The Historia Roderici ("History of Rodrigo"), originally Gesta Roderici Campi Docti ("Deeds of Rodrigo el Campeador") and sometimes in Spanish Crónica latina del Cid ("Latin Chronicle of the Cid"), is an anonymous Latin prose history of the Castilian folk hero Rodrigo Díaz, better known as El Cid Campeador.
Modern editors have divided the work into seventy-seven chapters (not in the original). The author apparently knew little of Rodrigo's life before his marriage to Jimena, and the whole of it is narrated in the first six chapters. The details of Rodrigo's career leading up to and including his exile in Zaragoza (1081–86) are related with more confidence (chapters 7–24). The period of Rodrigo's return to the court of Alfonso VI of León and to Castile (1086–88) are passed over quickly (chapters 25–27), as are the years 1095–96, during which Rodrigo ruled Valencia. The largest portion of the history (chapters 28–64) is devoted to his second exile and conquest of Valencia (1089–95). The final section (chapters 65–75) covers the last two years of Rodrigo's life and a brief epilogue (chapters 76–77) describes the Christian evacuation of Valencia in 1102 under the direction of Jimena. The coverage is by no means even, as the author admits in chapter 27: "Not all the wars and warlike exploits which Rodrigo accomplished with his knights and companions are written in this book."
The earliest preserved manuscript of the work dates to the first half of the thirteenth century. It was found in the late eighteenth century in San Isidoro in León, but was probably originally copied in Castile or La Rioja. It is now MS 9/4922 in the library of the Real Academia de la Historia in Madrid. This manuscript contains many examples of early Spanish historiography: Isidore of Seville's Historia Gothorum, Julian of Toledo's Historia Wambae, the Chronicle of Alfonso III, the Chronica Naierensis, and royal genealogies. Several errors in the Historia Roderici indicate that this manuscript is a copy. Possibly it is the copy mentioned in a document of 1239 as being copied at the priory of San Zoilo in Carrión de los Condes in 1232/3 from an exemplar of the monastery of Nájera, but this cannot be proved.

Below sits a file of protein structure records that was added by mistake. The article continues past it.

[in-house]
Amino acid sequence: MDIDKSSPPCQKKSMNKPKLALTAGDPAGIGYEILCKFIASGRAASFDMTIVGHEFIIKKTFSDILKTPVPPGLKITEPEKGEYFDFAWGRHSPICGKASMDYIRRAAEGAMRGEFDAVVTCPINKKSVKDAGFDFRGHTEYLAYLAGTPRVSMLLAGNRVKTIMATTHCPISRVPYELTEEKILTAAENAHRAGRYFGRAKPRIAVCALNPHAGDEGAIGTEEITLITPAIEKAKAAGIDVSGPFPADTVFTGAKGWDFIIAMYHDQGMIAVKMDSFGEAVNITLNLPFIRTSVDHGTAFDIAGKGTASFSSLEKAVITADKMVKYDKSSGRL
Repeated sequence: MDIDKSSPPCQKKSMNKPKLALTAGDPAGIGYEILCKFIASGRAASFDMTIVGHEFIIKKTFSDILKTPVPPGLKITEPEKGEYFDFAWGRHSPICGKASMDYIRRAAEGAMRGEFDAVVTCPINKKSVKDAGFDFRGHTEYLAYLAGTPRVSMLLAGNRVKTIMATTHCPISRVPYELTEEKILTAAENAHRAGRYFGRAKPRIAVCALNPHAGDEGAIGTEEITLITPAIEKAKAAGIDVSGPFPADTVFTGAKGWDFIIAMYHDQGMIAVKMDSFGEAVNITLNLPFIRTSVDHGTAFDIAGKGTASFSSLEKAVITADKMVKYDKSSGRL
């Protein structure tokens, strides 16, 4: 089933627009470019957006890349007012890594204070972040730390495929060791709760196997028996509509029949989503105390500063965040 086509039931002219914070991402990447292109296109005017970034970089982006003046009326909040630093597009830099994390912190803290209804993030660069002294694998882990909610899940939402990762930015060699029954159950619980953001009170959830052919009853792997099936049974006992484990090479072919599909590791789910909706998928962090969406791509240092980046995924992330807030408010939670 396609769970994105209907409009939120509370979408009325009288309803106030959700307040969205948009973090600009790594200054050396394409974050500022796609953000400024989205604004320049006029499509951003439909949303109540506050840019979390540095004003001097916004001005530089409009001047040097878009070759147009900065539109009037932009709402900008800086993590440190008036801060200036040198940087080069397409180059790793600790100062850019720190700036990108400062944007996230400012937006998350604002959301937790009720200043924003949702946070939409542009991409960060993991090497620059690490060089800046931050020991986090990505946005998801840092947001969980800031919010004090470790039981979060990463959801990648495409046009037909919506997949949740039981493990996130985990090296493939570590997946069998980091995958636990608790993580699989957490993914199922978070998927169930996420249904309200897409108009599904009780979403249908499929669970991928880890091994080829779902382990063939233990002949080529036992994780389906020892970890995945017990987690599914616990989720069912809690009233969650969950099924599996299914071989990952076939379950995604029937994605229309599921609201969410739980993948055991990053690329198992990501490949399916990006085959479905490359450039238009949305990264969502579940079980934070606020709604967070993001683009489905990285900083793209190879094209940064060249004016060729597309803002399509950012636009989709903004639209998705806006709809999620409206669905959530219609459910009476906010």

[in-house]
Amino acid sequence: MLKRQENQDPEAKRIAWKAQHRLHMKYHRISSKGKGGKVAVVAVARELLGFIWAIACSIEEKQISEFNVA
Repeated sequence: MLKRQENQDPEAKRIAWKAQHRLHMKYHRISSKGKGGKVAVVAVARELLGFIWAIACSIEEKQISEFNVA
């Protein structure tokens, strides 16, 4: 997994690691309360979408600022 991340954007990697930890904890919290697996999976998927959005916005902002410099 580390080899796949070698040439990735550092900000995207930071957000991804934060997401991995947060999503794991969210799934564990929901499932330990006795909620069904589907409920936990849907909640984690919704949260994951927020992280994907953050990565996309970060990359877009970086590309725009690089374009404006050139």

R. A. Fletcher tentatively dates the Historia to before 1125. In chapter 23, the scribe of the Madrid manuscript put "Súnchez" for the correct patronymic "Sánchez", an orthographic error that may originate in a misreading of Visigothic script. The script, once common all over Spain, was disappearing in central Spain by 1125 and was all but extinct there by the 1140s, replaced by the script called francesa and adopted from France. Since the Visigothic 'a' had an open top, it resembled the French 'u'. The copyist was probably working from a Visigothic original (or faithful copy).
- Barton, Simon. 1997. The Aristocracy in Twelfth-Century León and Castile. Cambridge: Cambridge University Press.
- Fletcher, Richard A. 1989. The Quest for El Cid. New York: Alfred A. Knopf. ISBN 0-394-57447-8.
- Reilly, Bernard F. 1988. The Kingdom of León-Castilla under King Alfonso VI, 1065–1109. Princeton: Princeton University Press.
- So unadorned—"bleak" in the words of Fletcher, 94—is the Historia that only one figure of speech (a simile, "still as a stone") is ever used, twice.
- Fletcher, 94.
- Fletcher, 95.
- The text reads Ennecus Suggiz de Montecluso, a reference to Íñigo Sánchez de Monclús, whom the Cid captured at the Battle of Morella (1084). The spelling Suggiz is phonetic (with the exception of the u).
- Fletcher, 95–96.